BAGHDAD - Iraqi forces Saturday beat back an assault on Haditha in Anbar province, strategic for its large nearby dam, as the UN warned politicians must quickly form a new government or risk "chaos".
Fighting also erupted in the central province of Diyala as security forces battled militants who have seized swathes of territory and a string of towns and cities in an offensive launched on June 9.
The violence comes a day before Iraq's deeply-divided politicians are to hold a parliament session aimed at reviving flagging efforts to form a government in the face of the jihadist-led onslaught.
UN envoy Nickolay Mladenov on Saturday warned Iraqi politicians that "failure to move forward on electing a new speaker, a new president and a new government risks plunging the country into chaos".
"It will only serve the interests of those who seek to divide the people of Iraq and destroy their chances for peace and prosperity," he said.
The attack on Haditha, located northwest of Baghdad in Anbar province on the road linking militant-held western areas and the provincial capital Ramadi, began with mortar fire, police said.
Gunmen travelling in vehicles, including some captured from security forces, then attacked from two sides but were kept from entering the town in fighting that left 13 militants and four police dead, officers and a doctor said.
Previous attacks on Haditha were of a smaller scale and the capture of the dam by the militants would raise the prospect of it being used to cut water or flood areas downstream, as happened earlier this year elsewhere in Anbar.
In Diyala province, meanwhile, security forces and civilian volunteers Saturday launched a push to retake militant-held areas north of Muqdadiyah, a town on a main road to provincial capital Baquba, a police captain said.
But in a setback for government forces, militants overran the Shiite-majority towns of Al-Tawakul and Al-Zarkush in the province, displacing local residents, witnesses said.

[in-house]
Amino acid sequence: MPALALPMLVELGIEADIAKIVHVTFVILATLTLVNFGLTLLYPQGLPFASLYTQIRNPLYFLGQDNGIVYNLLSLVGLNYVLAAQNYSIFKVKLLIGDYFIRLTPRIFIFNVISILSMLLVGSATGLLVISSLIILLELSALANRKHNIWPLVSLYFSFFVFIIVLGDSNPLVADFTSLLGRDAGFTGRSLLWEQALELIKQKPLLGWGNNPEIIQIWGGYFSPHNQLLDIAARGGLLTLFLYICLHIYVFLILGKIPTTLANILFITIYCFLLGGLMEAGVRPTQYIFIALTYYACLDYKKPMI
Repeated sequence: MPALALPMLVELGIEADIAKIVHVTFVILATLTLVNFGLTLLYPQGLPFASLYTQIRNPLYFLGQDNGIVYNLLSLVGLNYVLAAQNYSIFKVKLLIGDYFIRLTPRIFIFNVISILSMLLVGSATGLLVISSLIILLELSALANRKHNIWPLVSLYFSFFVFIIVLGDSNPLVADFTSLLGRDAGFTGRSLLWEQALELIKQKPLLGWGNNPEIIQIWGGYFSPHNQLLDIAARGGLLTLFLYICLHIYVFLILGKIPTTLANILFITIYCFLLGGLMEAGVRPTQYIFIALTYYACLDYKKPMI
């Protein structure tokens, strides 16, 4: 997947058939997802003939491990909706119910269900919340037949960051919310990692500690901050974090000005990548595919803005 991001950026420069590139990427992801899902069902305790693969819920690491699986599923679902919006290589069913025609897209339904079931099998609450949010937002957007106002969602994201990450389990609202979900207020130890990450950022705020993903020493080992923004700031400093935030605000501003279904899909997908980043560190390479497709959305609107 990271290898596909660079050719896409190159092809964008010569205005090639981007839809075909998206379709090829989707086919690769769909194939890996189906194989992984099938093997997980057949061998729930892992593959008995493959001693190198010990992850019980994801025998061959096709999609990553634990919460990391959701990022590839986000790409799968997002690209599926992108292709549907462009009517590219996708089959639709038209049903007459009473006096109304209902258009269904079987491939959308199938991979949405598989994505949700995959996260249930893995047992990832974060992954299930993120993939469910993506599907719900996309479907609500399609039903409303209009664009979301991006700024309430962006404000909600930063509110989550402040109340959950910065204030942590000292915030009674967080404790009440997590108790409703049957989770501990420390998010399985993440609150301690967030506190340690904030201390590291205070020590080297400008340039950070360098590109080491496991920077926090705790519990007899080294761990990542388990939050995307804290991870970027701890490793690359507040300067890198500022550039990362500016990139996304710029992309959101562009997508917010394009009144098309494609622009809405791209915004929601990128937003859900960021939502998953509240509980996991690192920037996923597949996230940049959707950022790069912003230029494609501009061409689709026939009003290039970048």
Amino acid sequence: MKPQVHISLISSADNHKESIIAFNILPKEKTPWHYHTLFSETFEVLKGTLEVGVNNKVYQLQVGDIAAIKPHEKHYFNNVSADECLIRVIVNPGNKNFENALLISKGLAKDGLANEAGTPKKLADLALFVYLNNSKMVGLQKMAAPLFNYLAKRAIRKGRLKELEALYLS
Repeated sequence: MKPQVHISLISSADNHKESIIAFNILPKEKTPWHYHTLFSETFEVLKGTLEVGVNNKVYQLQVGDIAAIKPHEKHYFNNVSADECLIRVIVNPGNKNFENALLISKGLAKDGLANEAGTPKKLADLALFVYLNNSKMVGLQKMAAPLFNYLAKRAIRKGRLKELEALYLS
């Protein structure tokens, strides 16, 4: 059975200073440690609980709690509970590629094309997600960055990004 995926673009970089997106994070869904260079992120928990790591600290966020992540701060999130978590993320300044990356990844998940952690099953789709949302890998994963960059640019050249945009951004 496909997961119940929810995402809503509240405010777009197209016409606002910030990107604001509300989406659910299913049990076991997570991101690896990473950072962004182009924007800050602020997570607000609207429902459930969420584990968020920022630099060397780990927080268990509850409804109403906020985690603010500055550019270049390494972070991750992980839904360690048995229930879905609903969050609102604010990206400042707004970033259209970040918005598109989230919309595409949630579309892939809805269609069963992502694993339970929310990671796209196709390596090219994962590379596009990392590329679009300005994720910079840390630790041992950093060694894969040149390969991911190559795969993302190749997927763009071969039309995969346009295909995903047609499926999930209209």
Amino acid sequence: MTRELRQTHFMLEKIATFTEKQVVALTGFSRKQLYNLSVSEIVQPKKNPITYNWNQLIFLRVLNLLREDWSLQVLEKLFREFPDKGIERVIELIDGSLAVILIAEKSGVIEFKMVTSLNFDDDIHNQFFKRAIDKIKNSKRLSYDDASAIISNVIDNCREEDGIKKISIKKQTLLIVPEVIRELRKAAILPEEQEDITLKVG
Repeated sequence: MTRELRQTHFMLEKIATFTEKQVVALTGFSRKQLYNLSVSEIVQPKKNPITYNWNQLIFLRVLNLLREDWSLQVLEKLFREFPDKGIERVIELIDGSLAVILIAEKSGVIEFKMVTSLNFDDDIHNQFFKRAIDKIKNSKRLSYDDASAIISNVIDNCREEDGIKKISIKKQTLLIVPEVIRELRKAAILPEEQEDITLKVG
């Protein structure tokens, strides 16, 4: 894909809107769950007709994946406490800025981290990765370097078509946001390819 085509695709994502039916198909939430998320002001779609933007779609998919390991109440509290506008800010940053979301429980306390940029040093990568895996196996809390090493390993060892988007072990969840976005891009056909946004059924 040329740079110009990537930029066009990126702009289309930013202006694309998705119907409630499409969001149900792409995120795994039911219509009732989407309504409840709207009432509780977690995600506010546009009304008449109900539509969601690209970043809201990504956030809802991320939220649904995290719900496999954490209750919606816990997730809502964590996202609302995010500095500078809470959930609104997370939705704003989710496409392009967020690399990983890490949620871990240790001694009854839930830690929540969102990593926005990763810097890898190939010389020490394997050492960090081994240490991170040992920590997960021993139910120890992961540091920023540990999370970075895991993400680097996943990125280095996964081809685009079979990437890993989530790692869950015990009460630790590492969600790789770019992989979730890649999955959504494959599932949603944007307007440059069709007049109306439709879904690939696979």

In Jalawla, another Diyala town, Kurdish peshmerga fighters began a major operation to expel militants from areas they hold, a senior Kurdish officer said.
Major General Hussein Mansur said Kurdish forces were using tanks and artillery in the battle, and had succeeded in retaking territory from the militants.
Security forces folded during the initial offensive led by the Islamic State jihadist group, prompting the government to announce that it would arm civilian volunteers, thousands of whom have since signed up.
While security forces have since improved, they are still struggling to make significant gains in offensive operations, and a major push to retake executed dictator Saddam Hussein's hometown Tikrit has made little progress in more than two weeks.
As federal security forces quit their posts in northern areas during the initial fighting, Iraqi Kurds took control of a swathe of disputed territory that they have long wanted to incorporate into their autonomous region over Baghdad's strong objections.
They have kept areas from being overrun by militants, but the move has caused a major escalation in tensions between the Kurdish region and the federal government.
Kurdish authorities on Friday laid claim to disputed northern oilfields in a move slammed by Baghdad, further raising the stakes.
The Baghdad-Kurd row has dimmed the prospects of significant progress in forming a new government when parliament meets on Sunday.